I love a good manchego, but my recent go-to cheese for entertaining guests (particularly those with timid palates) is a Spanish Idiazabal.


Idiazabal con membrillo

Idiazabal con membrillo

A sheep’s milk cheese that is lightly smoked for 1o days, it is firm, oily (in a good way) and flavorful without being overpowering. It hails from the Basque region and Artisanal Cheese recommends pairing with a full-bodied red wine from Navarra, which, coincidentally, is a budget-friendly choice as well. Because I was tasting bargain bubblies, and served this before our Hanukkah dinner, I sampled it with the Tarantas cava which was fruity enough to bring out the subtle smoky, grassy flavor of the cheese.


My favorite chef Jose Andres includes a recipe for rosemary-marinated Idiazabal in his book Tapas: A Taste of Spain in America. I have not yet tried Lima here in D.C., but they include Idiazabal on their Spanish cheese plate.

If you thought La Mancha was only the setting for my father’s favorite musical, “The Man of La Mancha,” you’re wrong! It’s also the birthplace of Spain’s best-known and universally loved Manchego cheese. This fertile area of central Spain brings us many of my favorite things: wine, saffron and (wait for it) cheese! Lots of sheep = lots of delicious sheep’s-milk cheeses, and Manchego is a great introduction to the genre for those who have shied away from sheep’s-milk cheeses out of fear of a strong “sheepy” smell or taste.

Why do I like Manchego so much? It’s the perfect table cheese. Its mild, slightly sweet and wee-bit nutty taste make it a good match for almost any meal. (Consider it the O-negative of cheeses.) Last night my husband, friend Ariela and I enjoyed it with salad, corn and roasted red pepper soup and some crusty rolls, and it complemented the other foods quite nicely. Its semi-firm texture makes Manchego easy to slice, and the cheese lends itself well to snacking. Manchego is often paired with other Spanish specialties, like almonds or dulce de membrillo (quince paste), but it also goes well with apples and other fruits for snacking. One of my favorite dishes at my all-time favorite restaurant, Jaleo, pairs Manchego with green apples and a light vinaigrette in a simple salad. (Alas, the restaurant has altered the salad by adding fennel and walnuts – I prefer the classic.)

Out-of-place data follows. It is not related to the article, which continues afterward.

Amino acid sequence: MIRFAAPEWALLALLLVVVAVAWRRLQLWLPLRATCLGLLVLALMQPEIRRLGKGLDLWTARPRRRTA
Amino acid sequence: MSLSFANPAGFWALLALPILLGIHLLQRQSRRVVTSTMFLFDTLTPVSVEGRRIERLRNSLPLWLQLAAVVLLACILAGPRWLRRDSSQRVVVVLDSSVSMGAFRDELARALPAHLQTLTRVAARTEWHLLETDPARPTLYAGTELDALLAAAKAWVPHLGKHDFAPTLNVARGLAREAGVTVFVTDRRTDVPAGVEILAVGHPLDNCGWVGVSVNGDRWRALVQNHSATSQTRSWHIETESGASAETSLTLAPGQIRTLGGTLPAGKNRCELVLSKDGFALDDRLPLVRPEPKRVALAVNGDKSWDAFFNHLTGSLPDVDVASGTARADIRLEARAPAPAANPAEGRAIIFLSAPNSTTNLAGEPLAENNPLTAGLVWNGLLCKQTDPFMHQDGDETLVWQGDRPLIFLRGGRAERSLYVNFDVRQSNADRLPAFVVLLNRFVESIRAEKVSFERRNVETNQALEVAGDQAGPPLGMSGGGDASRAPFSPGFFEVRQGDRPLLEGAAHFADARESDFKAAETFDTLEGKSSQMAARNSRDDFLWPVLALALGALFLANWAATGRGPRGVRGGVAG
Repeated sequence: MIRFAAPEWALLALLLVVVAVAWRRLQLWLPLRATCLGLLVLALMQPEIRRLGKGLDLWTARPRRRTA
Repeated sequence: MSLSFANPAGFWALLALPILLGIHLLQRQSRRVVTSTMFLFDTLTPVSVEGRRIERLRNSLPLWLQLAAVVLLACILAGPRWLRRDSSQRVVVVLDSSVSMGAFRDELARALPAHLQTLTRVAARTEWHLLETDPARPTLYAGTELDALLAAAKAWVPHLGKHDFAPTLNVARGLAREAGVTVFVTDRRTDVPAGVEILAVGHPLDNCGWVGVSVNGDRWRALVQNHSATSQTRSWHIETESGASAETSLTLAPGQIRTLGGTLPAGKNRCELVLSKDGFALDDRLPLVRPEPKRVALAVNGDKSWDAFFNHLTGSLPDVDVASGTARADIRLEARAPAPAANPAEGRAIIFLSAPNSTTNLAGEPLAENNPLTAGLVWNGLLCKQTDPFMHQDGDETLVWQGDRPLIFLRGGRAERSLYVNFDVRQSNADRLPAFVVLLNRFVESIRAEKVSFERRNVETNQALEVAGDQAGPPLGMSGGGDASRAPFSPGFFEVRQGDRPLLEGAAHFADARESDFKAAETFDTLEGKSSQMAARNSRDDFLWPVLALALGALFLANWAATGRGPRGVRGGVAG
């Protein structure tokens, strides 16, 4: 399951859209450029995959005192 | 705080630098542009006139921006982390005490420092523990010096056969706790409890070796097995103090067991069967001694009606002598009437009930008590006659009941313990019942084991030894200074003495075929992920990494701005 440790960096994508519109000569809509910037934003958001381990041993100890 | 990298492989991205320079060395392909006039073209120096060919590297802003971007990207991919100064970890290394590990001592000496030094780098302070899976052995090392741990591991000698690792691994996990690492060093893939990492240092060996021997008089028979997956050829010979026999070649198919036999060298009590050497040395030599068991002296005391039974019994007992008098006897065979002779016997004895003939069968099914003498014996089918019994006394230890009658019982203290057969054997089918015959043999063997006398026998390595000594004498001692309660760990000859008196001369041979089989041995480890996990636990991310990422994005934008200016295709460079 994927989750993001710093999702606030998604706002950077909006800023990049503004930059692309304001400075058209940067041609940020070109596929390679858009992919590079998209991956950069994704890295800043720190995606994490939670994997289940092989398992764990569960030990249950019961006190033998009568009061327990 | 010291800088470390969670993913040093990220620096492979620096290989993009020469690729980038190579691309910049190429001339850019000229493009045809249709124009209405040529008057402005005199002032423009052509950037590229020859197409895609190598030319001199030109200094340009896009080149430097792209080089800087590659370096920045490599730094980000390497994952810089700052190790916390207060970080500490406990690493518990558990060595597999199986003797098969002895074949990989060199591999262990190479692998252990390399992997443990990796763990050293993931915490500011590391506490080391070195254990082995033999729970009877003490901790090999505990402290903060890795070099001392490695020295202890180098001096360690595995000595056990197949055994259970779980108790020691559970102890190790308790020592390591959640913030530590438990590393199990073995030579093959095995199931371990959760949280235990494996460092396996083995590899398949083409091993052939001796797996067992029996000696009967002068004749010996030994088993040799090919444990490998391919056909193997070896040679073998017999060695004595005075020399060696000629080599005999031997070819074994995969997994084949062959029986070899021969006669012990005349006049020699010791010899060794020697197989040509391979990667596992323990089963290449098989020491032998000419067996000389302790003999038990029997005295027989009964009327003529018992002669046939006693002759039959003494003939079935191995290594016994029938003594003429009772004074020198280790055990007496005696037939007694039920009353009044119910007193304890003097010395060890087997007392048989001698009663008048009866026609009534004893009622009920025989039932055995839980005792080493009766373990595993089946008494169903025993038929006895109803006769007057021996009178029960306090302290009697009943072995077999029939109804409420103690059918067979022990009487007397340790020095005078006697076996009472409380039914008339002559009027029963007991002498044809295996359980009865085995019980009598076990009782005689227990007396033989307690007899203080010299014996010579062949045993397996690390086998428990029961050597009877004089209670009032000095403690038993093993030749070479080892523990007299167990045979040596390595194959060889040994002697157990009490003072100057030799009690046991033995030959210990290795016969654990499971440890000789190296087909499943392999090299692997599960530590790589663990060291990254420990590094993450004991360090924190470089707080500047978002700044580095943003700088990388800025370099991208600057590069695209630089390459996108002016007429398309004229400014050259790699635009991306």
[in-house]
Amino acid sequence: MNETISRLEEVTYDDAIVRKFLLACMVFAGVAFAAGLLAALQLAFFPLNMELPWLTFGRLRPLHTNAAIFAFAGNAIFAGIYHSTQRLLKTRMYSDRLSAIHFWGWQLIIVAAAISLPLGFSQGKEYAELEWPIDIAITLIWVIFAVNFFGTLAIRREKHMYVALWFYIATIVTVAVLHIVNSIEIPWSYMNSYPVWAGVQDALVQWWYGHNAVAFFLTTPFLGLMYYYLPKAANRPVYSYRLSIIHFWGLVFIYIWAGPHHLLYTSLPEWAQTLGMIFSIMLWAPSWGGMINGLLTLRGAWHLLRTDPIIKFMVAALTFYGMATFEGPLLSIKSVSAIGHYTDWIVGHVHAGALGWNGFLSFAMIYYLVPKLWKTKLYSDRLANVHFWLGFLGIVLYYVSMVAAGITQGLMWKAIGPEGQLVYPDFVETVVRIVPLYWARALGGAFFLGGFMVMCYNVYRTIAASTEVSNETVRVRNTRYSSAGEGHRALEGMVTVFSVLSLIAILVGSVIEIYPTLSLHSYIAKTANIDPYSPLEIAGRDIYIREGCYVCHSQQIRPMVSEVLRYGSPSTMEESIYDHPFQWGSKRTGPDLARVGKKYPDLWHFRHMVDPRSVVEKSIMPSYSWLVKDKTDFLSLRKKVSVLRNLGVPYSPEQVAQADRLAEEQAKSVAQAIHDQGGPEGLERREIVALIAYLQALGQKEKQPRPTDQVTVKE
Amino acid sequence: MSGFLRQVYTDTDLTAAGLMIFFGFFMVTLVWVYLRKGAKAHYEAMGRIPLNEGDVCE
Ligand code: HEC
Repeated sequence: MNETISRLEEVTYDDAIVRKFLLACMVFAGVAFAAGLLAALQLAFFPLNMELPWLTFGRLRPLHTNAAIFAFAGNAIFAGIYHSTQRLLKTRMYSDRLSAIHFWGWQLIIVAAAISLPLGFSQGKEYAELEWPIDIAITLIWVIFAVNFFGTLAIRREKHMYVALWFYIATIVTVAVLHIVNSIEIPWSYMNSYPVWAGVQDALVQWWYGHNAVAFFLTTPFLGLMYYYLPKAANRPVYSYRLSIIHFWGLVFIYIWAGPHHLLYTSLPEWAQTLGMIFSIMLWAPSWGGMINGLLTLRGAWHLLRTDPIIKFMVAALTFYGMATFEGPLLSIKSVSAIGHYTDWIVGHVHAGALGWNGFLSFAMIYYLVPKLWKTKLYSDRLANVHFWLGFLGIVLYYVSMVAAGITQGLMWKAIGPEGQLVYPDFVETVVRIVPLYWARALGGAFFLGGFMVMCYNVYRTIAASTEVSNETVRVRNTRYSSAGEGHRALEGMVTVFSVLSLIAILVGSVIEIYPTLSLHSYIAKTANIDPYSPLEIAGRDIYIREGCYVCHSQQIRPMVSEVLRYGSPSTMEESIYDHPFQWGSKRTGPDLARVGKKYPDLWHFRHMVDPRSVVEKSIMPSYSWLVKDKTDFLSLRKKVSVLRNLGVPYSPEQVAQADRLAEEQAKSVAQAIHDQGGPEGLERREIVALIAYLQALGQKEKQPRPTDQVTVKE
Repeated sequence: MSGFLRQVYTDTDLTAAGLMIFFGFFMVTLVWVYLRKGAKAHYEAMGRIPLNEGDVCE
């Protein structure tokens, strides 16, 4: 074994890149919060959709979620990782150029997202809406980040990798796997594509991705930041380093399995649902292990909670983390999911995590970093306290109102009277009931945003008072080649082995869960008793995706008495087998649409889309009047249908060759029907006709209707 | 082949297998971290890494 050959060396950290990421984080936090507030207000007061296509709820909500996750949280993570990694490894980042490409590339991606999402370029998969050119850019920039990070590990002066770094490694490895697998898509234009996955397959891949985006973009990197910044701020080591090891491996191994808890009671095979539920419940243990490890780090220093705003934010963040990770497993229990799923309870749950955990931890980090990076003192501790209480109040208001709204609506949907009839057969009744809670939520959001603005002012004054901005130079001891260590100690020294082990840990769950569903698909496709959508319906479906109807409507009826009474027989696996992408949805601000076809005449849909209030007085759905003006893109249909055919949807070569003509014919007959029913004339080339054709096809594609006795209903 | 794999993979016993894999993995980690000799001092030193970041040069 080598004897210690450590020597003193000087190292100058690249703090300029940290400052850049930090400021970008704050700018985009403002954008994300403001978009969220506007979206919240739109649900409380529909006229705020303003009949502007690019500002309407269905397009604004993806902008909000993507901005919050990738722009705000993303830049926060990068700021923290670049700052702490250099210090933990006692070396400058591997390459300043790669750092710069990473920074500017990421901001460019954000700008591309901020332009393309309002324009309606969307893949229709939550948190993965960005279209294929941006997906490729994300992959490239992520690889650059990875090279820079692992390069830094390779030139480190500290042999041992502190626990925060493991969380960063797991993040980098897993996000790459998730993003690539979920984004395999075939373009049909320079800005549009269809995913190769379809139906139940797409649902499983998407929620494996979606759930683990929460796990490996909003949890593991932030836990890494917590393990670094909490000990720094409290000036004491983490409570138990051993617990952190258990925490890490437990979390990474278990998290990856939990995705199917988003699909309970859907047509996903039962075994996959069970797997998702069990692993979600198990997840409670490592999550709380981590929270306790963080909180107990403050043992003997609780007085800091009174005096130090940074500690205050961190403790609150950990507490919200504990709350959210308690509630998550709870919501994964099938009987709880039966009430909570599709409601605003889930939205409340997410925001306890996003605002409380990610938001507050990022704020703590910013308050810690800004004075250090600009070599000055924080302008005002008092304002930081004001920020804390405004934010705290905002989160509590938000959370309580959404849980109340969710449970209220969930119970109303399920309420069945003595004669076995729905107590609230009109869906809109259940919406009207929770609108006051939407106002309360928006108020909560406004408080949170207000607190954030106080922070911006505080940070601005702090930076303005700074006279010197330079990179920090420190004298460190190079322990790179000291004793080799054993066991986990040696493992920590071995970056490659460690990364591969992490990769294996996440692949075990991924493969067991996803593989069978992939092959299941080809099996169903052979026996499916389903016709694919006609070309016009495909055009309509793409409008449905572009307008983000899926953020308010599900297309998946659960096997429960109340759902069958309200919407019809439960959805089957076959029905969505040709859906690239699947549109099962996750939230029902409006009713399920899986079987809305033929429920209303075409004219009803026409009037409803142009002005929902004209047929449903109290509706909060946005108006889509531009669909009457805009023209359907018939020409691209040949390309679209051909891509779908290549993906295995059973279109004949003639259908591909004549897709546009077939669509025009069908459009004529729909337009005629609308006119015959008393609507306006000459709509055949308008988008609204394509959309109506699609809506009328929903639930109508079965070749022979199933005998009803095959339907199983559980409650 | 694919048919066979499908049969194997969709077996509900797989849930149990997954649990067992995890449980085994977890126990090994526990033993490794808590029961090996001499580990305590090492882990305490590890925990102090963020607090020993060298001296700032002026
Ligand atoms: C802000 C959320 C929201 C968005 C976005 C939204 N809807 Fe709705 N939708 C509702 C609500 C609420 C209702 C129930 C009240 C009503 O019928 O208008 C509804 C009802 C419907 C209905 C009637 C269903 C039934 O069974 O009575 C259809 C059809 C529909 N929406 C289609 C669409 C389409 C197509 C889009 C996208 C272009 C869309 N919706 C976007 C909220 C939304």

Spains best-known cheese gets some love from fragrant rosemary.

Spain's best-known cheese gets some love from fragrant rosemary.

For wine pairings with Manchego, stick with Spain! Tempranillo is the obvious choice, both for drinking straight and as the base of sangria (best beverage ever!). Other suggestions are Cabernet Sauvignon and Meritage, two moderately aged red wines that, according to WineFetch.com, “balance the sheepy, oily qualities of the cheese.” But not to worry, it’s really not that sheepy!

Vino Tinto con Manchego y Romero

Vino Tinto con Manchego y Romero

As I mentioned yesterday, you can sometimes find Manchego dressed up with rosemary. If you can’t find it at your local cheese shop, LaTienda.com stocks it. And while most Manchegos you’ll encounter in the United States are pasteurized, Colleen and I once had a raw-milk Manchego at a Cheesetique tasting cheese and loved the heightened flavors of the cheese. It’s also available at LaTienda.com, along with some other great Spanish cheeses. One of my sisters sent me the four-cheese sampler for my birthday this year (thanks, Mandy!). It’s always great to get cheese by mail.

Many thanks to Ariela for her cheese-styling assistance!